Conductive Hearing Loss – What Is It?


Conductive hearing loss (CHL) occurs when there is a problem transferring sound waves anywhere along the pathway through the outer ear, tympanic membrane (eardrum), or middle ear (ossicles). It happens when the passage of sound is blocked in either the ear canal or in the middle ear. The passage of sound may be blocked due to blockages or damaged anatomical structures in the outer ear, ear canal or middle ear. If a conductive hearing loss occurs in conjunction with a sensorineural hearing loss (nerve damage in the inner ear), it is referred to as a mixed hearing loss. People with this type of hearing loss have sound levels reduced on the way to the cochlea in the inner ear.


Conductive hearing loss can be caused by the following factors:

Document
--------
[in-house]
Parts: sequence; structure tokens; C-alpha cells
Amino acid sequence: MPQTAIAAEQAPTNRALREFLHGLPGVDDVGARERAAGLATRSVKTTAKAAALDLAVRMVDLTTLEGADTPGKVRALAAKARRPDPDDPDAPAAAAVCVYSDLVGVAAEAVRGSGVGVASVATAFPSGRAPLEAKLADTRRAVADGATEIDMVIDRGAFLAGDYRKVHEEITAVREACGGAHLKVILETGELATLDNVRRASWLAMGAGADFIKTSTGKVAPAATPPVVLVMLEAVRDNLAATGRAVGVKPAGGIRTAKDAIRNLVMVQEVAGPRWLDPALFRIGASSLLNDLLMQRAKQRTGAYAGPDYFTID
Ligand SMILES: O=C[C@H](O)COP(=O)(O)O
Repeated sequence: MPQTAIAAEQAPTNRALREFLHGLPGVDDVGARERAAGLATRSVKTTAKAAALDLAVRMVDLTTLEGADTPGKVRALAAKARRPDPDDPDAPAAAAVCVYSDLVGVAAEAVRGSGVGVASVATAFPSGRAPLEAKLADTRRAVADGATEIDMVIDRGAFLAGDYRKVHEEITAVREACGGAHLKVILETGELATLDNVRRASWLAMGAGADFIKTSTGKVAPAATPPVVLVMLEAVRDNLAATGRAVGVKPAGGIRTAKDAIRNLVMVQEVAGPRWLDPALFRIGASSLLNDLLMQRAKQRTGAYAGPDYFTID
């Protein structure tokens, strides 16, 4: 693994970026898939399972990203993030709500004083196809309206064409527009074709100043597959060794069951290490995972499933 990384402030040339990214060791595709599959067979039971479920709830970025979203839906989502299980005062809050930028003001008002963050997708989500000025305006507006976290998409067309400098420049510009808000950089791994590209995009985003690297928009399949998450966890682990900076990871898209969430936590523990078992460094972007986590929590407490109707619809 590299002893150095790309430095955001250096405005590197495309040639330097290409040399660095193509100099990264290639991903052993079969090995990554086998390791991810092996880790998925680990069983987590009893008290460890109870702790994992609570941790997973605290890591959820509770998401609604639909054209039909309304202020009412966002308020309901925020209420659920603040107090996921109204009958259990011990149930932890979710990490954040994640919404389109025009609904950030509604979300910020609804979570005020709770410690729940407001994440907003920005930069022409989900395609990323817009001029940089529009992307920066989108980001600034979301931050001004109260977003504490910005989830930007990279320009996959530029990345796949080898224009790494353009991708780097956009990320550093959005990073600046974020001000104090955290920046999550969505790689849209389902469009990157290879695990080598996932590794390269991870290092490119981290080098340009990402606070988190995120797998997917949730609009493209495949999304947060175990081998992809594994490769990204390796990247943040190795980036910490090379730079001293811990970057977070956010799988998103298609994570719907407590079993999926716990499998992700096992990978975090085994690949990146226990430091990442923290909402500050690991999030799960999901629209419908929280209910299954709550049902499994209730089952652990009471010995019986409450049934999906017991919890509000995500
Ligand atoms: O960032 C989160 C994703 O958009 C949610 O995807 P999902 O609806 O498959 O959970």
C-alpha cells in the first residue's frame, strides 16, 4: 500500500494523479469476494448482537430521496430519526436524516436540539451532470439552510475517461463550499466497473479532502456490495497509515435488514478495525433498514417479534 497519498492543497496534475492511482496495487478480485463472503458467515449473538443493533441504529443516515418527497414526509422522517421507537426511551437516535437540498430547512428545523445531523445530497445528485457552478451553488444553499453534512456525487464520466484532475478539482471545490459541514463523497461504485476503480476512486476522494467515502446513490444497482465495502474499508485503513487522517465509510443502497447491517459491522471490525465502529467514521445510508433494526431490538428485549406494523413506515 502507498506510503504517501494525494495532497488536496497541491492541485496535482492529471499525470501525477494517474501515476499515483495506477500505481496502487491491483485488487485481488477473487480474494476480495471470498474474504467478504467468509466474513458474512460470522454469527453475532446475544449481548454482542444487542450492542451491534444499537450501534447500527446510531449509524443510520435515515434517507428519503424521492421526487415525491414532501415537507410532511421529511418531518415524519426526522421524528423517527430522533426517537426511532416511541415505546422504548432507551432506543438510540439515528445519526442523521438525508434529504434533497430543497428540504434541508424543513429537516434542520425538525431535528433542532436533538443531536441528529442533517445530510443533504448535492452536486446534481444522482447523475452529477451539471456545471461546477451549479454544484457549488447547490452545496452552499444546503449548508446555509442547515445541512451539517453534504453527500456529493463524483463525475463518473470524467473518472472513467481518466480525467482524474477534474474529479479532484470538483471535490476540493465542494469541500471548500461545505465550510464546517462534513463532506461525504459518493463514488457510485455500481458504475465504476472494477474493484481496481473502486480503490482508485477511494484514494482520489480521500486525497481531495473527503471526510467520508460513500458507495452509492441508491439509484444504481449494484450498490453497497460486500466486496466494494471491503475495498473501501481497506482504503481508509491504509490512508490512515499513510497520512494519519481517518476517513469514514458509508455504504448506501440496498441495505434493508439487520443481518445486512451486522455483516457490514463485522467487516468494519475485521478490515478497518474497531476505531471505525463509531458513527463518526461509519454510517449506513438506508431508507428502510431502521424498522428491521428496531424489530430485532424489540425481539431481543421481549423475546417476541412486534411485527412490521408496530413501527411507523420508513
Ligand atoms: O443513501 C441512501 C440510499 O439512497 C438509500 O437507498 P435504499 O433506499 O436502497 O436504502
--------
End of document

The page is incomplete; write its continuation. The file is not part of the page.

• Accumulation of ear wax within the ear canal
  • Many episodes of middle ear infection (otitis media)
  • Chronic infection
  • A growth in the middle ear (cholesteatoma)
  • An abnormal bone growth near the middle ear (otosclerosis)
People with this type of hearing loss will find soft sounds difficult to hear at all pitches, both low and high.


There are several types of conductive hearing loss. Some types of can be corrected with hearing aids. If the Corti organ in the cochlea functions normally, hearing aids can help transmit sound in in the outer or middle ear.Other types of conductive hearing loss can be treated medically or surgically. However, medical procedures may not fully reverse the loss. Therefore, people with this type of loss can often benefit from a hearing aid.
If you think that you or any of your loved ones have a hearing loss, call Schmidt’s Optical and Hearing™  at 772-286-4327 to schedule a free hearing evaluation with our Board Certified Hearing Aid Specialist.
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